So many people have gotten it so wrong about “Fearless Girl.” The statue of a pint-size female, arms planted defiantly on her hips as she stares down the rendering of a bull charging through New York City’s Financial District, has morphed into a kind of feminist Rorschach test.
The metallic minor is widely seen as a symbol of girl power in the face of virulent alleged sexism. Or, an epic cry against gals’ supposed pay inequity as compared to dudes’ throughout America, particularly in the monetary sector.
The 4-foot-tall artwork, erected in honor of International Women’s Day last month and originally scheduled to be removed Sunday, was even branded in a Post editorial as an ingenious advertising gimmick worthy of “Mad Men’s” Don Draper, cooked up by Boston-based State Street Global Advisors investment company.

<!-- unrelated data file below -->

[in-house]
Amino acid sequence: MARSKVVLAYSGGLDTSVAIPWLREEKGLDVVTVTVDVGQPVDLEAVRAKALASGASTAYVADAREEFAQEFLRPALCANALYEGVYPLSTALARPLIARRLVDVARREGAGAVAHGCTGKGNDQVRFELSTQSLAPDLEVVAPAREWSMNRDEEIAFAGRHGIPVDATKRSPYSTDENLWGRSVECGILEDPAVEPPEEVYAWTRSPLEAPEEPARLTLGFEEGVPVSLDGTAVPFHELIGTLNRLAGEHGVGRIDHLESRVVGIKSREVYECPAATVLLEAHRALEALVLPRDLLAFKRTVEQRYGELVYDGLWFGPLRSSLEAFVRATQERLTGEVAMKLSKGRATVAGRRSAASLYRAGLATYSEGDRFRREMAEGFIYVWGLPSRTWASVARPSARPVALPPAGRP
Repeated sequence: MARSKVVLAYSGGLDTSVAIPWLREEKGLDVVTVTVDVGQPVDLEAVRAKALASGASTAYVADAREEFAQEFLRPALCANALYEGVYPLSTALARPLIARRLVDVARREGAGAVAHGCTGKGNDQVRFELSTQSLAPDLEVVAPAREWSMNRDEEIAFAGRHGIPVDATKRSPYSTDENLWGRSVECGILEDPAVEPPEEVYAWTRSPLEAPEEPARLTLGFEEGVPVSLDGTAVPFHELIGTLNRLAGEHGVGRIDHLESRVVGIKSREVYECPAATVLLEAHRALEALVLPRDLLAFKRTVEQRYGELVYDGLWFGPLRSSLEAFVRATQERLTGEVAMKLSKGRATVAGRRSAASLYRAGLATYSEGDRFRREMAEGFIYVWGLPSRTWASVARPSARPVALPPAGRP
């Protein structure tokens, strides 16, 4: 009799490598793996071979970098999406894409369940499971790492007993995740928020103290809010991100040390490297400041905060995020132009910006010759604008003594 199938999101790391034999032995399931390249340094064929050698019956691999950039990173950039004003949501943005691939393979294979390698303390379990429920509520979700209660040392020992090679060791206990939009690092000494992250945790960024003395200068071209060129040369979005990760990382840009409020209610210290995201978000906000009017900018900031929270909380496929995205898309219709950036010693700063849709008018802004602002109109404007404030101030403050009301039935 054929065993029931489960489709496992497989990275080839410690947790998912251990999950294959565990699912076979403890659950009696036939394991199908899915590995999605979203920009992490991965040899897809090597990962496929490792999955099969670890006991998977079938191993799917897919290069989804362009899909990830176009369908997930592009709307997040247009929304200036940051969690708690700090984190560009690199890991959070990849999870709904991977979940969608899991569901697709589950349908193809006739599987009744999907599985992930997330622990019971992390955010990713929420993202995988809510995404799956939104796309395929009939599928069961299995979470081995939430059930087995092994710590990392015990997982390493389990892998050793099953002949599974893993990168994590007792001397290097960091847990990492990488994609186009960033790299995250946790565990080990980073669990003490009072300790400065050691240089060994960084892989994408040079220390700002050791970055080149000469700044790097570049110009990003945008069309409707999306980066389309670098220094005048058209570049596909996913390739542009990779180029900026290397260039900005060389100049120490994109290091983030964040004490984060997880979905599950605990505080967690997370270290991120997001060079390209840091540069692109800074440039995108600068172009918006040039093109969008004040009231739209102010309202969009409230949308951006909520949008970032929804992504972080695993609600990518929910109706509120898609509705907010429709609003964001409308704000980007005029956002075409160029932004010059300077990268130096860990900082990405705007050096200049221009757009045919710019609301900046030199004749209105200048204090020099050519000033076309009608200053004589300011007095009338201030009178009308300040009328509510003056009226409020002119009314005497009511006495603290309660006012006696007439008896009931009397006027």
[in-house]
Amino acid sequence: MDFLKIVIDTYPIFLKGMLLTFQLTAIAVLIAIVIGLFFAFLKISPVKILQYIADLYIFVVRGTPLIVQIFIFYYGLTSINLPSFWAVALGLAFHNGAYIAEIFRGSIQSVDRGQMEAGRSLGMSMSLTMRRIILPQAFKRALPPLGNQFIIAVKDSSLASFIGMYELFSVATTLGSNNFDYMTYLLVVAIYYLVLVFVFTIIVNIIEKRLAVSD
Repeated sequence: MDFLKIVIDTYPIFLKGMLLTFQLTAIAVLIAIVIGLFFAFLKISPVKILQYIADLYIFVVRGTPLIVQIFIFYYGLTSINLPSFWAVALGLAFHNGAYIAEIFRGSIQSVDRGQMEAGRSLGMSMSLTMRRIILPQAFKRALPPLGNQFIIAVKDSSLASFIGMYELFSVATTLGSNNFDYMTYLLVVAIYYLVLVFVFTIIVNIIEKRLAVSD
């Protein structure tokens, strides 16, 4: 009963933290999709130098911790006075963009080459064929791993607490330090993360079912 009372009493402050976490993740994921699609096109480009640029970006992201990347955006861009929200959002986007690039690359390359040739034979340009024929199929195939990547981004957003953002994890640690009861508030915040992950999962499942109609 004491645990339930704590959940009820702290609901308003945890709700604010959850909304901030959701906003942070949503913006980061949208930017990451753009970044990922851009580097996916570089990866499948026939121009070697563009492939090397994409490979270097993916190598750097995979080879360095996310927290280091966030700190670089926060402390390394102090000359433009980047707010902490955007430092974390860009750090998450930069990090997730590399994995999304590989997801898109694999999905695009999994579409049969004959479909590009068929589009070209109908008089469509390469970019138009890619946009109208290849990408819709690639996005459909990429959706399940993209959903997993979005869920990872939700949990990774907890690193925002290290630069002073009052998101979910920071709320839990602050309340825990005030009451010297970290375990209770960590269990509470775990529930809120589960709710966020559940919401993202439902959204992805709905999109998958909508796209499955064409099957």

State Street employs just a handful of women in top executive positions, even fewer than the abysmal numbers posted by other Wall Street firms.
And yet, some “Fearless” critics, myself included, aren’t buying into the sculpture’s defeatist message. We see the bronze babe as representing something else: A blow to the collective gut of the fairer sex.